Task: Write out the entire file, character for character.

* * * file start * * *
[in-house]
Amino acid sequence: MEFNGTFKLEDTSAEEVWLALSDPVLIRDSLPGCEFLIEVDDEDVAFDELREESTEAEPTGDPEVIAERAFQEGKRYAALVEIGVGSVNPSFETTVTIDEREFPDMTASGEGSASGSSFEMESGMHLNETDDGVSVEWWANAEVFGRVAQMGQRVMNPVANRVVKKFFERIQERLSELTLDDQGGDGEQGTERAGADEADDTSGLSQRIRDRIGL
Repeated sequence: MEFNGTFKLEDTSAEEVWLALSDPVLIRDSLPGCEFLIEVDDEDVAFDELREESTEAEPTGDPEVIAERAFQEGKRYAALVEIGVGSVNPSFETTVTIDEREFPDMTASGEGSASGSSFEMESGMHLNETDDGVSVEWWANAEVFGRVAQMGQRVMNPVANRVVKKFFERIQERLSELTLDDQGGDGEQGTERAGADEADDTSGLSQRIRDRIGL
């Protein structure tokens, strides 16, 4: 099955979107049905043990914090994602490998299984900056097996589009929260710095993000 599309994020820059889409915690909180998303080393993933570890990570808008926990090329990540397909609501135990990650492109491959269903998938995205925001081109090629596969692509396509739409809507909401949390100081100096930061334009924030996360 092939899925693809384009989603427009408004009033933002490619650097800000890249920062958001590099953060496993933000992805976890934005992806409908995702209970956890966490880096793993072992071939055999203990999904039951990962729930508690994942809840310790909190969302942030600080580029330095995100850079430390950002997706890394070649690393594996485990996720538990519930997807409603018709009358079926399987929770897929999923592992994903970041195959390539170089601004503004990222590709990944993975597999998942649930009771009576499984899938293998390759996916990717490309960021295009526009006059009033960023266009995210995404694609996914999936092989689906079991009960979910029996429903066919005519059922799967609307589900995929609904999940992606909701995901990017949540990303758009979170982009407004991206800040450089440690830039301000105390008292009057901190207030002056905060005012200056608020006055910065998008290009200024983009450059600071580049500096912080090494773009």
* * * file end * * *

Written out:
[in-house]
Amino acid sequence: MEFNGTFKLEDTSAEEVWLALSDPVLIRDSLPGCEFLIEVDDEDVAFDELREESTEAEPTGDPEVIAERAFQEGKRYAALVEIGVGSVNPSFETTVTIDEREFPDMTASGEGSASGSSFEMESGMHLNETDDGVSVEWWANAEVFGRVAQMGQRVMNPVANRVVKKFFERIQERLSELTLDDQGGDGEQGTERAGADEADDTSGLSQRIRDRIGL
Repeated sequence: MEFNGTFKLEDTSAEEVWLALSDPVLIRDSLPGCEFLIEVDDEDVAFDELREESTEAEPTGDPEVIAERAFQEGKRYAALVEIGVGSVNPSFETTVTIDEREFPDMTASGEGSASGSSFEMESGMHLNETDDGVSVEWWANAEVFGRVAQMGQRVMNPVANRVVKKFFERIQERLSELTLDDQGGDGEQGTERAGADEADDTSGLSQRIRDRIGL
């Protein structure tokens, strides 16, 4: 099955979107049905043990914090994602490998299984900056097996589009929260710095993000 599309994020820059889409915690909180998303080393993933570890990570808008926990090329990540397909609501135990990650492109491959269903998938995205925001081109090629596969692509396509739409809507909401949390100081100096930061334009924030996360 092939899925693809384009989603427009408004009033933002490619650097800000890249920062958001590099953060496993933000992805976890934005992806409908995702209970956890966490880096793993072992071939055999203990999904039951990962729930508690994942809840310790909190969302942030600080580029330095995100850079430390950002997706890394070649690393594996485990996720538990519930997807409603018709009358079926399987929770897929999923592992994903970041195959390539170089601004503004990222590709990944993975597999998942649930009771009576499984899938293998390759996916990717490309960021295009526009006059009033960023266009995210995404694609996914999936092989689906079991009960979910029996429903066919005519059922799967609307589900995929609904999940992606909701995901990017949540990303758009979170982009407004991206800040450089440690830039301000105390008292009057901190207030002056905060005012200056608020006055910065998008290009200024983009450059600071580049500096912080090494773009």